Doha: Coach Yun Jong-su is expecting a difficult challenge to emerge from Group B of the AFC U23 Championship as DPR Korea seek to secure a place at the Olympic Games in Rio de Janeiro, starting with Wednesday’s opening meeting with Japan at Grand Hamad Stadium.
DPR Korea are seeking to end a 40-year absence at the Olympic Games and will be seen as a contender for one of the three places in Brazil given their strong recent record at youth level, including the 2010 AFC U-19 Championship and 2014 AFC U-16 Championship.
And Yun’s side will be looking to avoid the same fate they suffered at the AFC U-22 Championship at the start of 2014 as DPR Korea failed to progress beyond the group stage.
“The teams included in Group B are some of the strongest teams in Asia, so for this tournament we have done a lot of preparation,” said 54-year-old Yun.
“As you will see in tomorrow’s matches, you can’t say who is weak and who is strong, we will just see in the next game. All the teams in the group are hoping to qualify for the Olympic tournament in Brazil.
“Nobody is here to fail and I think we have to prepare mentally, technically and tactically from the start of the first match. So, we will have to see how we do, but we will do our best.”
Japan are aiming to maintain a run of successful qualifications for the Olympic Games that stretches back 20 years to Atlanta in 1996, and four years ago the nation reached the bronze medal play-off in London, where they lost out to Korea Republic.
“Nobody can tell the exact percentage which team will qualify, but for Japan we are mentally confident we’ll qualify for the Olympic Games,” said coach Makoto Teguramori.
“This competition is a qualifier for the Rio Olympic Games and all the teams are under 23 years old. This generation is the future generation of Japan and we will try to do our best to qualify.
“Since this competition is managed in a centralised way, and the schedule is busy, it will be a tough competition, but I strongly believe this schedule will give our younger generation some good experience.”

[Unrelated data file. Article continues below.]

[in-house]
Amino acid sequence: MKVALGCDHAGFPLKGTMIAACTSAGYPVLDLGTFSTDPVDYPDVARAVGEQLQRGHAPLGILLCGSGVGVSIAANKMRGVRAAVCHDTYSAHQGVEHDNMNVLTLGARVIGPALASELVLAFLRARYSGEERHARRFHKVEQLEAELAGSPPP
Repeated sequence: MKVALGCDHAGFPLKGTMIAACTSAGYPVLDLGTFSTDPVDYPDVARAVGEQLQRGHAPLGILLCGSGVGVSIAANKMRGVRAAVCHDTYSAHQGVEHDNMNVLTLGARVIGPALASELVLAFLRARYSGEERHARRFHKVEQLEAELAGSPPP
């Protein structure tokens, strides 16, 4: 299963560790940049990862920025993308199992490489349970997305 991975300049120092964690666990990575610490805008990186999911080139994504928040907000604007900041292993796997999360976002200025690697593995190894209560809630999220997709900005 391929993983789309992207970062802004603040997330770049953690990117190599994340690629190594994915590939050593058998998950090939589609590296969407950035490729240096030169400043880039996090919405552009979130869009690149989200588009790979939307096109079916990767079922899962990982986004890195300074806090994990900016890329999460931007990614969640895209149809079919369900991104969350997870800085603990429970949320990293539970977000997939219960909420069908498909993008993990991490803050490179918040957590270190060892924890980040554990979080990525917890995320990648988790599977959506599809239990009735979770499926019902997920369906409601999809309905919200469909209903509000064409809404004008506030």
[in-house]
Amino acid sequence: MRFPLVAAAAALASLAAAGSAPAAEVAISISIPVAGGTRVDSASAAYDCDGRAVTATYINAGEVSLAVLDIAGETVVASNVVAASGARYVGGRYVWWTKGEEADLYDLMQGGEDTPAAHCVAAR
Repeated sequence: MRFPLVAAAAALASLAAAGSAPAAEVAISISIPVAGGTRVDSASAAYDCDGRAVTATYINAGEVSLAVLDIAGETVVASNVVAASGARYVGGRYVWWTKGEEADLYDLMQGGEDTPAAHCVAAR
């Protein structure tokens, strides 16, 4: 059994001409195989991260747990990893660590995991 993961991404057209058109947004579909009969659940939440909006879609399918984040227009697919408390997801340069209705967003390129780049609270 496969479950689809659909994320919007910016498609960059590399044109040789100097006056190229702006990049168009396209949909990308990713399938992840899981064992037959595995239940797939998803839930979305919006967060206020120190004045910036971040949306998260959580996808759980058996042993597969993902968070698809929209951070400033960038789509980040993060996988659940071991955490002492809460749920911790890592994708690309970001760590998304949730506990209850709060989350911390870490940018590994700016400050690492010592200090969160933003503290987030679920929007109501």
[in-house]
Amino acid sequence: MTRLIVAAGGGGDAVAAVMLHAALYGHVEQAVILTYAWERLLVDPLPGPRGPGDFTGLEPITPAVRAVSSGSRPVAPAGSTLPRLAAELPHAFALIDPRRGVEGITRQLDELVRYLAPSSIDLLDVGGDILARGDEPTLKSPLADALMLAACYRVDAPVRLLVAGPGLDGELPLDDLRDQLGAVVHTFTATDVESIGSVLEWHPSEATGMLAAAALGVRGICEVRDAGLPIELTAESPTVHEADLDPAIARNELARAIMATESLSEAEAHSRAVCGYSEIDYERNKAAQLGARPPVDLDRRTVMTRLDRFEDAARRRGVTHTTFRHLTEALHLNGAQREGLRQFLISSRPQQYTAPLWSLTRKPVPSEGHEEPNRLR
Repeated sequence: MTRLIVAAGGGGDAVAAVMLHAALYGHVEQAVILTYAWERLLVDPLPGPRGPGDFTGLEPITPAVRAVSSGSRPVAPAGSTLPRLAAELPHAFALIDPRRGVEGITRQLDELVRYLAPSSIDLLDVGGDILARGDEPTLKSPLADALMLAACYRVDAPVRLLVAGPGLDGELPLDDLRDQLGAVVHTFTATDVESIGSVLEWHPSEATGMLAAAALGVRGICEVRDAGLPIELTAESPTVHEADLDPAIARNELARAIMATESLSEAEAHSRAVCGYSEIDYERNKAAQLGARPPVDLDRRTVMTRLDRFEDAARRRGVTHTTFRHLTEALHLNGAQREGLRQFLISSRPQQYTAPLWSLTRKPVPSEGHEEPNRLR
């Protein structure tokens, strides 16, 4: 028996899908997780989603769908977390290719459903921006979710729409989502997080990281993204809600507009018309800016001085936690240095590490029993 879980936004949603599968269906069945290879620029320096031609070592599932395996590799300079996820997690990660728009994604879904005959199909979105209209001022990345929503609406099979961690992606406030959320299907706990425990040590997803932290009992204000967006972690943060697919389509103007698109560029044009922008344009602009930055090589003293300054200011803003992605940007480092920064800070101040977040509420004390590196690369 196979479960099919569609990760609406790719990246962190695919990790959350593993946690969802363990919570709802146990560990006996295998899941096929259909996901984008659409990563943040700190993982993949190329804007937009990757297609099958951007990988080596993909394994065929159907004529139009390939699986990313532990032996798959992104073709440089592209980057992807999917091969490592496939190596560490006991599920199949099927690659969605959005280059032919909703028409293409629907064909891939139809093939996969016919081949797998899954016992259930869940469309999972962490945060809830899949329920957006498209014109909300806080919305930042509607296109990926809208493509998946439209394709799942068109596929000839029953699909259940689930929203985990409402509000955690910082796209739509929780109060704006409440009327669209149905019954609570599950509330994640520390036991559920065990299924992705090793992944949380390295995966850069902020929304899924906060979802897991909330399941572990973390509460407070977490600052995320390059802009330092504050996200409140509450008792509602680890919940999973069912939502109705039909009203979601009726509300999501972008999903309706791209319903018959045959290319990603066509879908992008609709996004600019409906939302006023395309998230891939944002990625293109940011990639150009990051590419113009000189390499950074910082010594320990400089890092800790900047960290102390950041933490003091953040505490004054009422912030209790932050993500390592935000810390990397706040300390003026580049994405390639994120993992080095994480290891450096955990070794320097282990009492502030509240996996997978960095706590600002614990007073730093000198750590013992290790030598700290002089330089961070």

Saudi Arabia, meanwhile, kick-off their campaign against Thailand as the Gulf nation aims to book their place at the Olympic Games for the first time since 1996.
“I think everyone has the goal to go to Rio,” said Saudi Arabia coach Adrie Koster, who also serves as assistant to national team coach and fellow Dutchman Bert van Marwijk.
“That must be the aim. How we will develop will depend on the first group stage, but I’m very confident for the first game.
“When you have a good result in the first game it will give the team a boost, but you will never know how the team will do on its way.
“It’s a very tough competition. The players are not used to playing very strong matches in a very short time. We don’t have to look too far ahead and take the games one-by-one and see how things go.”
Thailand coach Kiatisuk Senamuang will be attempting to take his nation to the Olympic Games for the first time since 1968, even though the former international striker knows his team will go into the tournament as one of the outsiders.
“Thailand might be the underdog in this group, but for this generation our team consists of six or seven national team players, so I can guarantee you we will play with confidence,” he said.
“We will try to grab all of the opportunities available to us so we can bring a surprise to this tournament.”